Published in the Australian Financial Review
In today's energy market, someone profound has been forgotten: the customer.
Boards and chief executives have become increasingly obsessed with "triple bottom lines", environmental targets, diversity training and corporate social responsibility reports. But businesses are not sustainable unless they deliver customers a fairly priced quality product or service.
If you forget customers, competitors and governments are sure to remind you. Nowhere is this more important than utilities providing essential services – such as electricity – to all Australian households, businesses and other organisations, including hospitals and schools.
As we have seen with the banks, a raw deal on essential services angers Australians. No amount of corporate virtue signalling or spin will make up for customers who feel ripped off.
Higher electricity prices cost Australian jobs in sectors including agriculture, aluminium, steel, cement and manufacturing.
A clear plan
This government's solutions will not be driven by ideology or grand gestures, but pragmatism. Our plan is clear.
The Australian Competition and Consumer Commission voiced its concerns about the lack of competition in wholesale and retail markets, and the high-price customers are paying as a result.
We will move to prevent unreasonable late payment penalties, strengthen the powers of regulators to tackle dodgy practices and continue to crackdown on rampant over-investment in distribution and transmission.
With wholesale prices now well off their peaks and energy company profits at record levels, we need to see wholesale price reductions passed through to customers.
Third, we will back investment in baseload generation to retain supply and encourage competition. We will force divestments if necessary. Opening up our abundant natural resources – gas, coal, water and the sun – will ensure Australians receive the cheapest and most reliable electricity.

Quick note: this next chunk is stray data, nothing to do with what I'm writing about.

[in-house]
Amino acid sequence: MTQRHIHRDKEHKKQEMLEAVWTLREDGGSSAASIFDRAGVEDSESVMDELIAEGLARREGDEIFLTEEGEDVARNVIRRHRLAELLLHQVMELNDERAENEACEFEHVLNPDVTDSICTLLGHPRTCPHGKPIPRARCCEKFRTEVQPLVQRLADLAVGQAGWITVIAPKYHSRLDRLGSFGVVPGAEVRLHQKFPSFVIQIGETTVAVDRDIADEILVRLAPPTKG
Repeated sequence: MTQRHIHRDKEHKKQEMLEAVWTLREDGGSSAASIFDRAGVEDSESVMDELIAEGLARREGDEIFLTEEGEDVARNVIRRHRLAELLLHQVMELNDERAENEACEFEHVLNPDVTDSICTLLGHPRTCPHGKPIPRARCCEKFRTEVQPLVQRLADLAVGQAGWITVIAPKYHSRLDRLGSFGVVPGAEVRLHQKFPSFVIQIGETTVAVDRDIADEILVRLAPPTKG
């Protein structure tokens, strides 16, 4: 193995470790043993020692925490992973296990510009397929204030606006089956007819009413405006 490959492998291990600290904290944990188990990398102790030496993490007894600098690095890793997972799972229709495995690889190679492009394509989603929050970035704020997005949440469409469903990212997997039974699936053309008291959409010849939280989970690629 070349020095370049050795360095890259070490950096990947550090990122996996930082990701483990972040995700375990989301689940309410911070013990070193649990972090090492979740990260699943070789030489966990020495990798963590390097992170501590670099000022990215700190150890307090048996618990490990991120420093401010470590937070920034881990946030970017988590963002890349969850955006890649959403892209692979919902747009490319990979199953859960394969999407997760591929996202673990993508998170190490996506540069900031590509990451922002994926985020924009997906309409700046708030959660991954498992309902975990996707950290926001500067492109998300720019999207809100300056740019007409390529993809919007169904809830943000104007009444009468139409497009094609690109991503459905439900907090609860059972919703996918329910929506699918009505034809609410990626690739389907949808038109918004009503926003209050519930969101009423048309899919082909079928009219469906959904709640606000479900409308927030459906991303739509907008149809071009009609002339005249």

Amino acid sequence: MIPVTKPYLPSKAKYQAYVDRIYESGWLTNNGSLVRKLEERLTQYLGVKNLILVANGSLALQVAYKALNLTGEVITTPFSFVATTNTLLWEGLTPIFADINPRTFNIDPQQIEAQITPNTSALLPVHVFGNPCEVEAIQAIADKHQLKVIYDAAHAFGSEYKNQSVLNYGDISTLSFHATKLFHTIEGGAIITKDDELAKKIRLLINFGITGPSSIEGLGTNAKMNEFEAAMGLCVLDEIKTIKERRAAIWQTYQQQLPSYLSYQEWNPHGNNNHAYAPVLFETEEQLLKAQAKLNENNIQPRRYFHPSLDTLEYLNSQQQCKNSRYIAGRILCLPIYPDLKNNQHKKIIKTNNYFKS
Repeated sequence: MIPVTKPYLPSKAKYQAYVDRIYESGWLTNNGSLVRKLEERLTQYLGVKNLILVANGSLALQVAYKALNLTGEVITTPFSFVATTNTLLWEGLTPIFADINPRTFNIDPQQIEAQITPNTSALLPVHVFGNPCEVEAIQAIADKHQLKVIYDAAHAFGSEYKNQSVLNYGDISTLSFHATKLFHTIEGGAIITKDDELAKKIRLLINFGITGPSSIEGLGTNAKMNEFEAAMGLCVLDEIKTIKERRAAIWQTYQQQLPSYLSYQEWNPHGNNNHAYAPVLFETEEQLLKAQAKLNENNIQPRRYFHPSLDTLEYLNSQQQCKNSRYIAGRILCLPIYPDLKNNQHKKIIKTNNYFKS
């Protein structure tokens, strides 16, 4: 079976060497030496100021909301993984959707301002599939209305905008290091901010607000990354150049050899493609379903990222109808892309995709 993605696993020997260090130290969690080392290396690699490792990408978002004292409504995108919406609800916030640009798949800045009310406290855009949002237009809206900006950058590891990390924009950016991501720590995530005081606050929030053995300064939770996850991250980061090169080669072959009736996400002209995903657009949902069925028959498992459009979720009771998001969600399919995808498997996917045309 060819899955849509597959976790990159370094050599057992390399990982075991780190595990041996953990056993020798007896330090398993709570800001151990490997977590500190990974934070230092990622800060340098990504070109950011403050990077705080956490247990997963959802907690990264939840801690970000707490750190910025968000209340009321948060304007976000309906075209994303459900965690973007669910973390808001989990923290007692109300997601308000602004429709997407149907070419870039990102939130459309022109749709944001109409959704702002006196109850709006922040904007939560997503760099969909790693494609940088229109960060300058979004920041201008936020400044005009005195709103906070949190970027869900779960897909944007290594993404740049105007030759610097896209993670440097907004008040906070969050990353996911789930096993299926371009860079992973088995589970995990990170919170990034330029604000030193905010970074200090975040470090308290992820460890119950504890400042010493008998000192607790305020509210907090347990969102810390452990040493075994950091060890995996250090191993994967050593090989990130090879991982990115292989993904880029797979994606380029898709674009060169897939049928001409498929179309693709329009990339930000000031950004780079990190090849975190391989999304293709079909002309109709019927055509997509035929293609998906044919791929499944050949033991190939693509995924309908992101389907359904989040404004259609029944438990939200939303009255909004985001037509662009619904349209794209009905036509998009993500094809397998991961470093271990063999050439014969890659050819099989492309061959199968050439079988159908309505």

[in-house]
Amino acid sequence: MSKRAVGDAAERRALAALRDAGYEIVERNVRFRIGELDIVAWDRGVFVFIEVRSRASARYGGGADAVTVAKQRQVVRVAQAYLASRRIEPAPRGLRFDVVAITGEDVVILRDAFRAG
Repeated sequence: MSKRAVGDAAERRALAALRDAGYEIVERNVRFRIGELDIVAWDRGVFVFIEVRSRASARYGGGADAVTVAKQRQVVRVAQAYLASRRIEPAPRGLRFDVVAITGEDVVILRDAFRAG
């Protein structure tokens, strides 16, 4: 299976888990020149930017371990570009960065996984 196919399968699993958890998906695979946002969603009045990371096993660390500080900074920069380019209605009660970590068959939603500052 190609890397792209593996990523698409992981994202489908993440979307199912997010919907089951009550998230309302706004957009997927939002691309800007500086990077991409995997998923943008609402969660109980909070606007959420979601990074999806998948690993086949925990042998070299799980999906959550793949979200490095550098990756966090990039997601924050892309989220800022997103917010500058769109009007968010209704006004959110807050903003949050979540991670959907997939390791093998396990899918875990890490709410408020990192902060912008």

Stretched to the limit
The reliability of our electricity grid is under pressure. The renewable energy targets in Victoria, Queensland and the ACT are dramatically worsening this situation, with unprecedented additions of intermittent wind and solar putting pressure on reliable baseload generators to exit.
The sharp price increases and loss of reliability and security after the closure of Northern in South Australia and Hazelwood in Victoria demonstrate how this plays out, as the ACCC analysis showed.
Meanwhile, emissions reductions are the least of our problems, with every prospect we will reach the 26 per cent reduction below 2005 levels ahead of schedule and without interventions.
Bipartisanship is preferable, but Labor needs to decide if it accepts our unambiguous focus on lower prices while keeping the lights on.
The situation is dire enough without interventions that will drive up prices and drive down reliability by prematurely driving out coal and gas.
Australians have had enough of unaffordable power bills driven by Labor's virtue signalling, and of corporate greed dressed up as saving the planet. It's time to go back to basics and put customers first.
Angus Taylor is the federal Minister for Energy and member for Hume.